One might quite reasonably have expected a smaller, lighter two-passenger variant of the Insight to achieve higher EPA numbers than its bigger brother. Say, like it did in 1989, when the CRX HF pulled a 41/50, compared to the ’89 Civic sedan’s 27/33. But reasonable expectations have been dashed by Honda more often than not lately, as in the Insight’s various shortcomings. But a 31/37/33 mpg combined rating for the new 2011 CRX manual, when the Insight is rated at a 41 combined? Does Honda have a death wish? That highway mileage is the same as the Chevy Cobalt XF, which doesn’t need any stinking battery and seats four. And even the combined mileage is only three mpg better. What gives?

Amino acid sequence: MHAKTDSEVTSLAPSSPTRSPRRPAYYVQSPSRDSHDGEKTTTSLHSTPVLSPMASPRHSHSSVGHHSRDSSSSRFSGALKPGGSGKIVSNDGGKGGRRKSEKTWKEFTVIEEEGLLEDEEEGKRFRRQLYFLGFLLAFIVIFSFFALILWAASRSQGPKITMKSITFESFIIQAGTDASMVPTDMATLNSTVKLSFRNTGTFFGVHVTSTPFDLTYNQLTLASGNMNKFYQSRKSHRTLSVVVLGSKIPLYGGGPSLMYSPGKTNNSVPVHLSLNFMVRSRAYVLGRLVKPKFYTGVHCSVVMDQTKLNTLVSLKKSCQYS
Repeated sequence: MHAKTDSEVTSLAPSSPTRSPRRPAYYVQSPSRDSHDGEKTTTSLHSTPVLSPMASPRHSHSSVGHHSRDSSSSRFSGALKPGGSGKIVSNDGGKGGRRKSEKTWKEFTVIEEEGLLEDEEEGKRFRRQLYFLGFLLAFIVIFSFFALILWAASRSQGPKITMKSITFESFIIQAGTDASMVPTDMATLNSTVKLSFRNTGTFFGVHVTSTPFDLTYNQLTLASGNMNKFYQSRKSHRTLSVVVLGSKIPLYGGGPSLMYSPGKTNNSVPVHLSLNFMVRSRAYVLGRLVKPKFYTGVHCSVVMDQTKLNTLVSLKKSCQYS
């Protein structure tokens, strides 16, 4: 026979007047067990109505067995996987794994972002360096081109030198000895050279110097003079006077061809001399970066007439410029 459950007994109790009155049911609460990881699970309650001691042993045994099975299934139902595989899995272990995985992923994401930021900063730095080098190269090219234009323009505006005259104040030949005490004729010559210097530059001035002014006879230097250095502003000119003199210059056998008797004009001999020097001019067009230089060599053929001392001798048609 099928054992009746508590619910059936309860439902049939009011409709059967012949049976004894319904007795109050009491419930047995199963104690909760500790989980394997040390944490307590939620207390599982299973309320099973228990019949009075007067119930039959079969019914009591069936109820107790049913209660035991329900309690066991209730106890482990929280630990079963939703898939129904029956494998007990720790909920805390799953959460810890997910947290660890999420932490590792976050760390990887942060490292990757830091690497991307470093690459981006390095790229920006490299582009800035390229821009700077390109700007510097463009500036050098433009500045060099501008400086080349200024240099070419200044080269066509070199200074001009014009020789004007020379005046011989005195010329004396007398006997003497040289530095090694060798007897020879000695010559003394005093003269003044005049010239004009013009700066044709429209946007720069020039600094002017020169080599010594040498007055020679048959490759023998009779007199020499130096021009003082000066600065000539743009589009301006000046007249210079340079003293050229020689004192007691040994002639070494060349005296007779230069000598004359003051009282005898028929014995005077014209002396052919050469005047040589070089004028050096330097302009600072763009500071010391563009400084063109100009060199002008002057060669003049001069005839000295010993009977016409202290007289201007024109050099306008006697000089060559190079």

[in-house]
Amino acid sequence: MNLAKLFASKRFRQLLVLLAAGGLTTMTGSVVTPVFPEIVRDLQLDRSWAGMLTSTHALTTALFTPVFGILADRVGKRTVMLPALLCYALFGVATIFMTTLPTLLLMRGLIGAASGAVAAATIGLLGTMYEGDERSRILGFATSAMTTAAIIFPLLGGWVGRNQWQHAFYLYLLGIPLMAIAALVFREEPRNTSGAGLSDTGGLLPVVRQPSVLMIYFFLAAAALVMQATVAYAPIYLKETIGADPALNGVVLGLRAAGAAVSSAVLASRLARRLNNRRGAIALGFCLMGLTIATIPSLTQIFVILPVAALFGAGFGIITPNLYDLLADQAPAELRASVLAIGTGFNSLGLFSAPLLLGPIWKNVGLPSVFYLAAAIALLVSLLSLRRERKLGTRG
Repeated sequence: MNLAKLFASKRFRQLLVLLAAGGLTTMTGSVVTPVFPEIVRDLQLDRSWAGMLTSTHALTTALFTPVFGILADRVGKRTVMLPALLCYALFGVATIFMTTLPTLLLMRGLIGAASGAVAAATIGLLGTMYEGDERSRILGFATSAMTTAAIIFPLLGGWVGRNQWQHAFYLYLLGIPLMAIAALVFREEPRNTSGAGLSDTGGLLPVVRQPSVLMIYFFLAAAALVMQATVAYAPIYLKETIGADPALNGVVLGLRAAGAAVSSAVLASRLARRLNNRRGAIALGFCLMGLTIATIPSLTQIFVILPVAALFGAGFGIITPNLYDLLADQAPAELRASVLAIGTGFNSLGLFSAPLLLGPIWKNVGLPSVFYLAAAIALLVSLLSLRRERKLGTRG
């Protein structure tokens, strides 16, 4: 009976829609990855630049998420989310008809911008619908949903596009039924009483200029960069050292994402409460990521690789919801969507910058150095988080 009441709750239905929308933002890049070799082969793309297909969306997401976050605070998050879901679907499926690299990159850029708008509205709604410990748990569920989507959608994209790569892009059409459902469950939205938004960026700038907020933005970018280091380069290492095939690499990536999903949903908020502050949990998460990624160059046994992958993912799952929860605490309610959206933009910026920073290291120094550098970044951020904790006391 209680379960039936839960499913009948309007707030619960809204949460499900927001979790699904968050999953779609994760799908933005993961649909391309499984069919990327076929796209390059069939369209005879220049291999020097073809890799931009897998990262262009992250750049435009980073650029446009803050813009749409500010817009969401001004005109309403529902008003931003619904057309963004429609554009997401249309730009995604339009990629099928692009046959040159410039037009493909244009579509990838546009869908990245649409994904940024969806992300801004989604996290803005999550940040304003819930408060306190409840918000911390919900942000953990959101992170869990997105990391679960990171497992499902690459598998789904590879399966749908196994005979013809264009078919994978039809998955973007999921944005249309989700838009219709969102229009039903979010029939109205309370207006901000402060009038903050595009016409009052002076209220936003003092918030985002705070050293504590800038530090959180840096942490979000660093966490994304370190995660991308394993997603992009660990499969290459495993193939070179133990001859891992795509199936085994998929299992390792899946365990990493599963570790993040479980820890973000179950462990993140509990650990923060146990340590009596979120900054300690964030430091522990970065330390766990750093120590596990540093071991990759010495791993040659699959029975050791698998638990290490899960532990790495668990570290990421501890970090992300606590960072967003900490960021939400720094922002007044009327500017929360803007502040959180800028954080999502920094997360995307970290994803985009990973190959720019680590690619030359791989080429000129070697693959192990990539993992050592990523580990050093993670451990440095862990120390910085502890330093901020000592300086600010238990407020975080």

Beats me. The CR-Z uses a slightly larger 1.5 version of the Insight’s 1.3 four, churning out 122 hp. But a slightly larger engine doesn’t necessarily equate to worse mileage; on the contrary, the new Prius’ larger 1.8 gets better mileage than the older 1.5. The CR-Z uses the same 10 KW/13 hp electric motor and battery from the Insight. And given the opportunity to reduce frontal area and fine-tune the coefficient of drag, these numbers are simply hard to digest. One small consolation: the CTV version gets somewhat better numbers: 36/38/37; but still well below the Insight.